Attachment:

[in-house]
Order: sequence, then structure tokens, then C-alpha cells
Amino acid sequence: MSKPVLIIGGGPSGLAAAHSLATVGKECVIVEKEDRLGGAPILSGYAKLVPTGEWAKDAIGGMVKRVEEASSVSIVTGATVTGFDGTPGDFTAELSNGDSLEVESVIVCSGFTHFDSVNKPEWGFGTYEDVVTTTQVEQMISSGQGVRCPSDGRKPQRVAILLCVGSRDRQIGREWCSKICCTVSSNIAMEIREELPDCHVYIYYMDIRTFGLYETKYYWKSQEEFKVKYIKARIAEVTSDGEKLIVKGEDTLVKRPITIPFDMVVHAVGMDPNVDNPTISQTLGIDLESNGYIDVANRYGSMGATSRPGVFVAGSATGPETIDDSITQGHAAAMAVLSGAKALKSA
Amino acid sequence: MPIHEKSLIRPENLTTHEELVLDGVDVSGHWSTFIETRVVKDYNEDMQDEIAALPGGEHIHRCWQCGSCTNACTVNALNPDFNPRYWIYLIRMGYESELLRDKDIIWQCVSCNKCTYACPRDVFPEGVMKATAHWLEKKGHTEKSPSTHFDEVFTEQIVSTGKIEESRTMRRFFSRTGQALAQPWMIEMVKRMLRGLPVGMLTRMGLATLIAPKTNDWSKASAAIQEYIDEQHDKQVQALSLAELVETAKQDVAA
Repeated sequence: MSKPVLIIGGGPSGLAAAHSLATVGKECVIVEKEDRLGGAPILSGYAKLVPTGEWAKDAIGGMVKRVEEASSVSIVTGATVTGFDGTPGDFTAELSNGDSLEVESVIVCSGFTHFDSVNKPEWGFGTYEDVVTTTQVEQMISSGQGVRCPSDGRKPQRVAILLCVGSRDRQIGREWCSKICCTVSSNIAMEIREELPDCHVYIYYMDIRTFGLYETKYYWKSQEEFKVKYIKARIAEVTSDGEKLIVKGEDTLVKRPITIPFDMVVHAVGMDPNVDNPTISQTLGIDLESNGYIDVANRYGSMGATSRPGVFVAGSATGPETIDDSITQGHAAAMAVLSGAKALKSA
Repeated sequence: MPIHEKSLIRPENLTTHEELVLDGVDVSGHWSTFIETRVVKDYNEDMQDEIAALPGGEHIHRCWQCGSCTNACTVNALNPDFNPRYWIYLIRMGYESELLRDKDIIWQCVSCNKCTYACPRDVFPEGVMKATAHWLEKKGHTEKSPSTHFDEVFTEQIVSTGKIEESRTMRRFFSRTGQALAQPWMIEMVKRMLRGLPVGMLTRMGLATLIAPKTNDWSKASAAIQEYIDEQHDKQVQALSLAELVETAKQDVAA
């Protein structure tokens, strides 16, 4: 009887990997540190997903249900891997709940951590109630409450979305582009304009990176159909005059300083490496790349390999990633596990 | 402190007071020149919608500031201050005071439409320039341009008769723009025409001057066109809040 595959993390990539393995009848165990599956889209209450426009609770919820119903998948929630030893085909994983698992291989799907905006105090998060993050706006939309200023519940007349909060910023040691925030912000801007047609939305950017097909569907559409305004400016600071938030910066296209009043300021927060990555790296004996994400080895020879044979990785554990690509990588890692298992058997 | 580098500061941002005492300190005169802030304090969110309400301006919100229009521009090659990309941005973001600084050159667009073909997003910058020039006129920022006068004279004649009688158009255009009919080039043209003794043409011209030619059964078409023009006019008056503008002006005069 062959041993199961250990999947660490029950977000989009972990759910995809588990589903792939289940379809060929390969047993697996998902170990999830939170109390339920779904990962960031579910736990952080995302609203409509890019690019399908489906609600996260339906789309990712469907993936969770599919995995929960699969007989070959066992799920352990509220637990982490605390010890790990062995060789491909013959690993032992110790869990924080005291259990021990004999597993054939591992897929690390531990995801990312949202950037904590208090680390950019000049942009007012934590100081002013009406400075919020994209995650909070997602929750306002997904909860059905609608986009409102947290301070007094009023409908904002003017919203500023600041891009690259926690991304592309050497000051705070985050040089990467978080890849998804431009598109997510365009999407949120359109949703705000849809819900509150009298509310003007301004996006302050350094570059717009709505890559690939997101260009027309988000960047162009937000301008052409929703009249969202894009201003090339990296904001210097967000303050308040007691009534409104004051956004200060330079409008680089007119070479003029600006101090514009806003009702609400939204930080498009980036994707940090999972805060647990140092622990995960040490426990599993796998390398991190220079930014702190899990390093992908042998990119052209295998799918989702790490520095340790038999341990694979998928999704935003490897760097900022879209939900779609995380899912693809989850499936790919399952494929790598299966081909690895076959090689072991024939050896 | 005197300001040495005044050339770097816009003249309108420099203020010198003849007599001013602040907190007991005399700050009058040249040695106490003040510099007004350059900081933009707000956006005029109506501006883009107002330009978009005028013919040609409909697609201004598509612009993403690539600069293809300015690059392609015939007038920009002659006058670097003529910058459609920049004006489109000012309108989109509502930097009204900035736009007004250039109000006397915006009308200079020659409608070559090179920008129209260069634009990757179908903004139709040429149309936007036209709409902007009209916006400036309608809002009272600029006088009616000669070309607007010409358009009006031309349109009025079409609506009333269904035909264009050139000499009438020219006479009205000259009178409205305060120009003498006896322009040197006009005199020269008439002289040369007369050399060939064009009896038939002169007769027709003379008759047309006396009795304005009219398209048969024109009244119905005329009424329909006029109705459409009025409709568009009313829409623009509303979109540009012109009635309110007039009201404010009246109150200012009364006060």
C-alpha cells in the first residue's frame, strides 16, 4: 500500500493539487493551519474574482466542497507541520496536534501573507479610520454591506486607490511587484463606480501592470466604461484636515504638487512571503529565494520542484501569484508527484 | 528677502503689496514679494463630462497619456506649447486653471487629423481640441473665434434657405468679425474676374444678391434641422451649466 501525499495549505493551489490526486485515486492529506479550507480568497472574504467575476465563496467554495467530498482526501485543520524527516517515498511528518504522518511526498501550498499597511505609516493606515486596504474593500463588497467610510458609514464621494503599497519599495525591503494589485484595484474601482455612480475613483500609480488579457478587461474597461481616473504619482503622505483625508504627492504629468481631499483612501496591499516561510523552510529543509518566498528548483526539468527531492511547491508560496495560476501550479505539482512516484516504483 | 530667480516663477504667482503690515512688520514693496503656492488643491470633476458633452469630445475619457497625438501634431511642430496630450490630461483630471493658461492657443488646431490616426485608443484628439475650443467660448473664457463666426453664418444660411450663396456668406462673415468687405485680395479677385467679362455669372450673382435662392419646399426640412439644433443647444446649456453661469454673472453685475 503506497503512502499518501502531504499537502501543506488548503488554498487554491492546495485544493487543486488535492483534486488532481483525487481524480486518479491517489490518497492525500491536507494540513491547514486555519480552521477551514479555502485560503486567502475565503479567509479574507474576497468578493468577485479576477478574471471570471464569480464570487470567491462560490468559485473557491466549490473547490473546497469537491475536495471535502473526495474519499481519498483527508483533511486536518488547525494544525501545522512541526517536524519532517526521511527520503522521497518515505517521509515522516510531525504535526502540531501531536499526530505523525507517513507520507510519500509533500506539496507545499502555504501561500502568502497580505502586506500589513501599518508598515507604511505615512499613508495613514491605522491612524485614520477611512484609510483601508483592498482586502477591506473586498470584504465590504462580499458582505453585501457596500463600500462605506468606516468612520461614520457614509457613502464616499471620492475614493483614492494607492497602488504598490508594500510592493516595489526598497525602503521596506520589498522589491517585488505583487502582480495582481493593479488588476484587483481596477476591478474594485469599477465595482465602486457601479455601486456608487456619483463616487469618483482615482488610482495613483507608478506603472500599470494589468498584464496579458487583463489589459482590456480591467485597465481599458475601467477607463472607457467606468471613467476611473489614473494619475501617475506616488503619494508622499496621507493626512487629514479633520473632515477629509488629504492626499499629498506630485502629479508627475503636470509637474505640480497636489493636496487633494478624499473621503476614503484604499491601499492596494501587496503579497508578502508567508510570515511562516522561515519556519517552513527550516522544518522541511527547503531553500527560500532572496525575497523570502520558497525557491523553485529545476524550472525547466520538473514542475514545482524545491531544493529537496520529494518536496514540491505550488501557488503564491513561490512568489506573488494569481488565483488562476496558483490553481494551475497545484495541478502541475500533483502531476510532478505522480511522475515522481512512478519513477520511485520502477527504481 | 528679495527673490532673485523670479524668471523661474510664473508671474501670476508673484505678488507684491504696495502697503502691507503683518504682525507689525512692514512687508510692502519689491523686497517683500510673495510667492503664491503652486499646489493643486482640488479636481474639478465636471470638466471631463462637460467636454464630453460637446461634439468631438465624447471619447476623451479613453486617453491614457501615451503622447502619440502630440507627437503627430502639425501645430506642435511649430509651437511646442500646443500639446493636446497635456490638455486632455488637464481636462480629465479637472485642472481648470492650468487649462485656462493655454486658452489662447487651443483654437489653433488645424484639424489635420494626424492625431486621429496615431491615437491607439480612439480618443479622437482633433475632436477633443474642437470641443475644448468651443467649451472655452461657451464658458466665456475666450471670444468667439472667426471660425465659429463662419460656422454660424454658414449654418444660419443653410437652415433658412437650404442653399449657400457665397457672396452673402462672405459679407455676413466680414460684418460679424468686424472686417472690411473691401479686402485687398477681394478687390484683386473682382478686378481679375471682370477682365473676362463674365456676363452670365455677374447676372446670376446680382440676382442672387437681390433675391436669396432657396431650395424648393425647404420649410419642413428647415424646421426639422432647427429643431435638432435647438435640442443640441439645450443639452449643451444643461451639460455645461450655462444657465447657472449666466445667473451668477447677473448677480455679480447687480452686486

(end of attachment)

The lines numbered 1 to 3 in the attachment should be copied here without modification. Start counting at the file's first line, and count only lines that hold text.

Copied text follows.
[in-house]
Order: sequence, then structure tokens, then C-alpha cells
Amino acid sequence: MSKPVLIIGGGPSGLAAAHSLATVGKECVIVEKEDRLGGAPILSGYAKLVPTGEWAKDAIGGMVKRVEEASSVSIVTGATVTGFDGTPGDFTAELSNGDSLEVESVIVCSGFTHFDSVNKPEWGFGTYEDVVTTTQVEQMISSGQGVRCPSDGRKPQRVAILLCVGSRDRQIGREWCSKICCTVSSNIAMEIREELPDCHVYIYYMDIRTFGLYETKYYWKSQEEFKVKYIKARIAEVTSDGEKLIVKGEDTLVKRPITIPFDMVVHAVGMDPNVDNPTISQTLGIDLESNGYIDVANRYGSMGATSRPGVFVAGSATGPETIDDSITQGHAAAMAVLSGAKALKSA